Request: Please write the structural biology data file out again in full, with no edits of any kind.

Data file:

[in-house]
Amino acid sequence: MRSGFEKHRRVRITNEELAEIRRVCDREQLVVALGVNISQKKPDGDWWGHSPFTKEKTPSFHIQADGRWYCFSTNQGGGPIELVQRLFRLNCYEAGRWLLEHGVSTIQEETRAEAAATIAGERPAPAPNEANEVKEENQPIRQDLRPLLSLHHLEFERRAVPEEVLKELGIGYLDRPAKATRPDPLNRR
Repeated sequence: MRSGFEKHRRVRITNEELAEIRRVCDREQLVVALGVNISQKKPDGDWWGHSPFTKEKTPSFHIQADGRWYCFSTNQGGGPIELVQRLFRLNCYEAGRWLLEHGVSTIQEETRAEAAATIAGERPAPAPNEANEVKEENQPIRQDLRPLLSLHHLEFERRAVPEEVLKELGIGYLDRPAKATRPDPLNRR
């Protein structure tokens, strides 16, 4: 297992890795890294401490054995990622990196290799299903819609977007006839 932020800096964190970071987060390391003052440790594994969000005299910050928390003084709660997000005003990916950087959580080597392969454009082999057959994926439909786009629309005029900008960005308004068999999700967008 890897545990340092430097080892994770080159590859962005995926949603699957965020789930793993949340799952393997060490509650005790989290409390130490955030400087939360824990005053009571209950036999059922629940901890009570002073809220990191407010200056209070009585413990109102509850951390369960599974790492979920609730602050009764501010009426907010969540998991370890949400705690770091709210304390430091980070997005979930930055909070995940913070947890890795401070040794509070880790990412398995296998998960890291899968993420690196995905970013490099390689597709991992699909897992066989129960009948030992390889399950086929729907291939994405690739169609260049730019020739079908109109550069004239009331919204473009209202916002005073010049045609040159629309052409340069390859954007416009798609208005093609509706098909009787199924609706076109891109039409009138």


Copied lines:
[in-house]
Amino acid sequence: MRSGFEKHRRVRITNEELAEIRRVCDREQLVVALGVNISQKKPDGDWWGHSPFTKEKTPSFHIQADGRWYCFSTNQGGGPIELVQRLFRLNCYEAGRWLLEHGVSTIQEETRAEAAATIAGERPAPAPNEANEVKEENQPIRQDLRPLLSLHHLEFERRAVPEEVLKELGIGYLDRPAKATRPDPLNRR
Repeated sequence: MRSGFEKHRRVRITNEELAEIRRVCDREQLVVALGVNISQKKPDGDWWGHSPFTKEKTPSFHIQADGRWYCFSTNQGGGPIELVQRLFRLNCYEAGRWLLEHGVSTIQEETRAEAAATIAGERPAPAPNEANEVKEENQPIRQDLRPLLSLHHLEFERRAVPEEVLKELGIGYLDRPAKATRPDPLNRR
């Protein structure tokens, strides 16, 4: 297992890795890294401490054995990622990196290799299903819609977007006839 932020800096964190970071987060390391003052440790594994969000005299910050928390003084709660997000005003990916950087959580080597392969454009082999057959994926439909786009629309005029900008960005308004068999999700967008 890897545990340092430097080892994770080159590859962005995926949603699957965020789930793993949340799952393997060490509650005790989290409390130490955030400087939360824990005053009571209950036999059922629940901890009570002073809220990191407010200056209070009585413990109102509850951390369960599974790492979920609730602050009764501010009426907010969540998991370890949400705690770091709210304390430091980070997005979930930055909070995940913070947890890795401070040794509070880790990412398995296998998960890291899968993420690196995905970013490099390689597709991992699909897992066989129960009948030992390889399950086929729907291939994405690739169609260049730019020739079908109109550069004239009331919204473009209202916002005073010049045609040159629309052409340069390859954007416009798609208005093609509706098909009787199924609706076109891109039409009138």